The company is working on ways to recycle more codes of plastic and Hyman hopes the total amount of waste in future designs will exceed four tonnes per structure.
At present, the panels are manufactured in China, but Hyman wants to shift this to Australia, and possibly set up manufacturing hubs in the regions where Nevhouse is operating.
Nevhouse structures also feature sustainable Australian timbers and steel roofs, and galvanised iron screw piles used for the foundation eliminate the need for concrete, further reducing the carbon footprint and cost.
Cyclone Pam changes the plan
Hyman was set to begin deploying his sustainable shelters in Papua New Guinea.
But these plans changed after Cyclone Pam smashed through Vanuatu in March 2015. The severe tropical cyclone devastated the Pacific Island nation, causing hundreds of millions of dollars in damage and leaving over 75,000 people homeless.
Hyman flew to Vanuatu in the aftermath and met a teacher, who fled with his students from the local school building as it was torn apart by 300-kilometre-per-hour winds. They survived by taking refuge behind a six-metre-wide banyan tree.
“To see these people so vulnerable, with no shelter really rocked me,” says Hyman.
In the wake of Cyclone Pam, Nevhouse delivered on its first major project: rebuilding the remote village of Enkatelei, on Vanuatu’s Tanna Island. The project was funded by a Hong Kong based charitable organisation that focuses on post disaster relief.
Over an eight-week period, villagers assembled 14 Nevhouse structures, including classrooms, a medical clinic, accommodation for nurses and teachers, and other community buildings. Each structure was designed to withstand category 5 cyclones, protecting villagers in the event of future storms.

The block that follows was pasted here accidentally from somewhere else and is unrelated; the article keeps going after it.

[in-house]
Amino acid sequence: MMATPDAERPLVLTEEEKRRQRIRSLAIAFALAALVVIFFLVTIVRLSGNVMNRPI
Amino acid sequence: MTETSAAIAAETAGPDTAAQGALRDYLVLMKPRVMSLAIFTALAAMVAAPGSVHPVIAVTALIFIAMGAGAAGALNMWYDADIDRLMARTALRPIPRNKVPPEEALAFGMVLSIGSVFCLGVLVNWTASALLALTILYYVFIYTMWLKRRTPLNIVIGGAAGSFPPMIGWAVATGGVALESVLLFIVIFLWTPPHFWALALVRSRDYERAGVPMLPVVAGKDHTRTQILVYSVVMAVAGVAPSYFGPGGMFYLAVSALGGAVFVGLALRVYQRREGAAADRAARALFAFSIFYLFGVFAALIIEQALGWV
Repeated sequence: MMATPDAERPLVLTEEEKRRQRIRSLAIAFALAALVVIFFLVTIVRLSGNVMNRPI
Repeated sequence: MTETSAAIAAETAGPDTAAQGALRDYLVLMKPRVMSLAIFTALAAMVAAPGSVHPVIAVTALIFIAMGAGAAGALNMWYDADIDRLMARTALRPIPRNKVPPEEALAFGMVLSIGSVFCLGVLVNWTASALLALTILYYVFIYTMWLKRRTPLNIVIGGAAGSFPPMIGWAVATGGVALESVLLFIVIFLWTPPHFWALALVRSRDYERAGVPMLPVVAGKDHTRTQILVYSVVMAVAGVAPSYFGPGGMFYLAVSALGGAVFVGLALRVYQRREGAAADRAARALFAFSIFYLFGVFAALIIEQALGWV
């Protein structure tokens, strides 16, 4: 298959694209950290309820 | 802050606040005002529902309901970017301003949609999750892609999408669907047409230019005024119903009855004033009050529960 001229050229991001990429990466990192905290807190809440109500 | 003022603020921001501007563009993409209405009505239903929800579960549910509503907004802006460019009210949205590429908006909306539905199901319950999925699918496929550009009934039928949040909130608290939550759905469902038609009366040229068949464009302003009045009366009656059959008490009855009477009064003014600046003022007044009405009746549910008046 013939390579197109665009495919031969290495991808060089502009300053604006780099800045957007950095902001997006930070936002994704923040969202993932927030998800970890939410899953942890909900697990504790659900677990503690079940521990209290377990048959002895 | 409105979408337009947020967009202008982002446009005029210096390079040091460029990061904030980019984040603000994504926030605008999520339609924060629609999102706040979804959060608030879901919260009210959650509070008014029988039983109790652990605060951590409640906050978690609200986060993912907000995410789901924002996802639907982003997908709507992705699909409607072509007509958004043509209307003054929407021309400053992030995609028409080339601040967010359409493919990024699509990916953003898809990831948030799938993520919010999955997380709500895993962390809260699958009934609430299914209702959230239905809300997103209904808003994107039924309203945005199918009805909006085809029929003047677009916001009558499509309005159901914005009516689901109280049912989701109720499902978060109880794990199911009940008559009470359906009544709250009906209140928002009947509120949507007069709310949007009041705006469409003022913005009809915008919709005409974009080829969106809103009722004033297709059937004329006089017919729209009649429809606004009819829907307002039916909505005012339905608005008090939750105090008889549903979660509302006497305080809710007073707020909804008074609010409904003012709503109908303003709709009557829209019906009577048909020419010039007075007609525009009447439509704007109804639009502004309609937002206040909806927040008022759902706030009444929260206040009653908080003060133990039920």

It’s the first time the subsistence farming village of 1,200 people has had electricity, and Hyman hopes the new medical clinic and classrooms will improve access to healthcare and education.
“The children ran into their new classrooms and cheered. They had desks, computers and all this stuff that they couldn’t believe existed,” he says.
Looking ahead to a brighter future
The cyclone-resistant shelters deployed in Vanuatu – which were designed by Sydney-based architect Ken McBryde – were honoured at the 2016 Australian Good Design Awards, winning the top prize for sustainability.
Hyman hopes to continue helping communities in Vanuatu as the country rebuilds, but also has plans to deploy his flat-pack homes elsewhere.
Twelve countries have expressed interest, including Indonesia, Fiji, the Solomon Islands, Sri Lanka and Mexico.
Aboriginal communities and local councils in Australia have also expressed interest.
The company’s current supply chain allows it deploy up to 40,000 structures per year, anywhere in the world, Hyman says.
One challenge, however, is lowering the cost: Nevhouse structures currently range from A$10,000 to A$100,000, depending on the logistics of shipping materials to the build site. Hyman hopes future designs will come in around A$7,000 per structure, enabling wider deployment across the world.
A new partnership with Australian construction giant Brookfield Multiplex will help Nevhouse achieve these goals.
For an Australian entrepreneur who has spent his life chasing the perfect wave, the next big adventure is just getting started.